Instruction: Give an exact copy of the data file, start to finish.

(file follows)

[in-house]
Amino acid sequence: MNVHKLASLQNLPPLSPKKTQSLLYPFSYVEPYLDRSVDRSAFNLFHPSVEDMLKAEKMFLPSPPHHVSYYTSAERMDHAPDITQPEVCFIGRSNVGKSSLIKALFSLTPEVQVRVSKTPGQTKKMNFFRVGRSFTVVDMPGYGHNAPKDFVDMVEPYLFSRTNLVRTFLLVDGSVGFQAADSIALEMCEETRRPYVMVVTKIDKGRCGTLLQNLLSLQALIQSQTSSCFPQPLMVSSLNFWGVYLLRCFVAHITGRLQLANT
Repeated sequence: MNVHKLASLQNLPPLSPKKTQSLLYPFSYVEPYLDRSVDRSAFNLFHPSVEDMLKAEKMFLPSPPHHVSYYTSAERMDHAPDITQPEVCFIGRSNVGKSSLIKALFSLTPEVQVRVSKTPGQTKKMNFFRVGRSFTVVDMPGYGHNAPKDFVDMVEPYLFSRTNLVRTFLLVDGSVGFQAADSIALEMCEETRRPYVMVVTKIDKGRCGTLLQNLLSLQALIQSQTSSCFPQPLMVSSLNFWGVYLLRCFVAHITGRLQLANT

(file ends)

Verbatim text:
[in-house]
Amino acid sequence: MNVHKLASLQNLPPLSPKKTQSLLYPFSYVEPYLDRSVDRSAFNLFHPSVEDMLKAEKMFLPSPPHHVSYYTSAERMDHAPDITQPEVCFIGRSNVGKSSLIKALFSLTPEVQVRVSKTPGQTKKMNFFRVGRSFTVVDMPGYGHNAPKDFVDMVEPYLFSRTNLVRTFLLVDGSVGFQAADSIALEMCEETRRPYVMVVTKIDKGRCGTLLQNLLSLQALIQSQTSSCFPQPLMVSSLNFWGVYLLRCFVAHITGRLQLANT
Repeated sequence: MNVHKLASLQNLPPLSPKKTQSLLYPFSYVEPYLDRSVDRSAFNLFHPSVEDMLKAEKMFLPSPPHHVSYYTSAERMDHAPDITQPEVCFIGRSNVGKSSLIKALFSLTPEVQVRVSKTPGQTKKMNFFRVGRSFTVVDMPGYGHNAPKDFVDMVEPYLFSRTNLVRTFLLVDGSVGFQAADSIALEMCEETRRPYVMVVTKIDKGRCGTLLQNLLSLQALIQSQTSSCFPQPLMVSSLNFWGVYLLRCFVAHITGRLQLANT